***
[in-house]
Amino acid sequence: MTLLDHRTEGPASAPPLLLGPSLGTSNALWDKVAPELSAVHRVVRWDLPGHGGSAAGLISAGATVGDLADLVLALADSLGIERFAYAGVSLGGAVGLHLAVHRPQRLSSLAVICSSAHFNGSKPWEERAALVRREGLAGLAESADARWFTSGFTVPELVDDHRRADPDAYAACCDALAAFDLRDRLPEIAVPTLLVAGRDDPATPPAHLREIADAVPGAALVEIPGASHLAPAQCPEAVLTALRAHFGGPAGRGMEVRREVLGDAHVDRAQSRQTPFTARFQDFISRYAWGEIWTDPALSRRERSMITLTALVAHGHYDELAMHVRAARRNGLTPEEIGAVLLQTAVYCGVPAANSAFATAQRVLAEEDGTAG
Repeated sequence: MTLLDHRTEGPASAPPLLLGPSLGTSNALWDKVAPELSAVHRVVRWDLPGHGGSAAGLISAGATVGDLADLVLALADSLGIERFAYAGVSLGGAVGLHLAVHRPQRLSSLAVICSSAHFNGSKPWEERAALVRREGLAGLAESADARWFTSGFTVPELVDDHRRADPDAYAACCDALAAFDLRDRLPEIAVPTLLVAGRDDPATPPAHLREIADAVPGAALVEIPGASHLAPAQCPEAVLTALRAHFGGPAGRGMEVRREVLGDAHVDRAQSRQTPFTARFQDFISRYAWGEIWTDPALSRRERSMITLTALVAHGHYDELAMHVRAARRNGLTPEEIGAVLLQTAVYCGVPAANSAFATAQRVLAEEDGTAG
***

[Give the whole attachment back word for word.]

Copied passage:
[in-house]
Amino acid sequence: MTLLDHRTEGPASAPPLLLGPSLGTSNALWDKVAPELSAVHRVVRWDLPGHGGSAAGLISAGATVGDLADLVLALADSLGIERFAYAGVSLGGAVGLHLAVHRPQRLSSLAVICSSAHFNGSKPWEERAALVRREGLAGLAESADARWFTSGFTVPELVDDHRRADPDAYAACCDALAAFDLRDRLPEIAVPTLLVAGRDDPATPPAHLREIADAVPGAALVEIPGASHLAPAQCPEAVLTALRAHFGGPAGRGMEVRREVLGDAHVDRAQSRQTPFTARFQDFISRYAWGEIWTDPALSRRERSMITLTALVAHGHYDELAMHVRAARRNGLTPEEIGAVLLQTAVYCGVPAANSAFATAQRVLAEEDGTAG
Repeated sequence: MTLLDHRTEGPASAPPLLLGPSLGTSNALWDKVAPELSAVHRVVRWDLPGHGGSAAGLISAGATVGDLADLVLALADSLGIERFAYAGVSLGGAVGLHLAVHRPQRLSSLAVICSSAHFNGSKPWEERAALVRREGLAGLAESADARWFTSGFTVPELVDDHRRADPDAYAACCDALAAFDLRDRLPEIAVPTLLVAGRDDPATPPAHLREIADAVPGAALVEIPGASHLAPAQCPEAVLTALRAHFGGPAGRGMEVRREVLGDAHVDRAQSRQTPFTARFQDFISRYAWGEIWTDPALSRRERSMITLTALVAHGHYDELAMHVRAARRNGLTPEEIGAVLLQTAVYCGVPAANSAFATAQRVLAEEDGTAG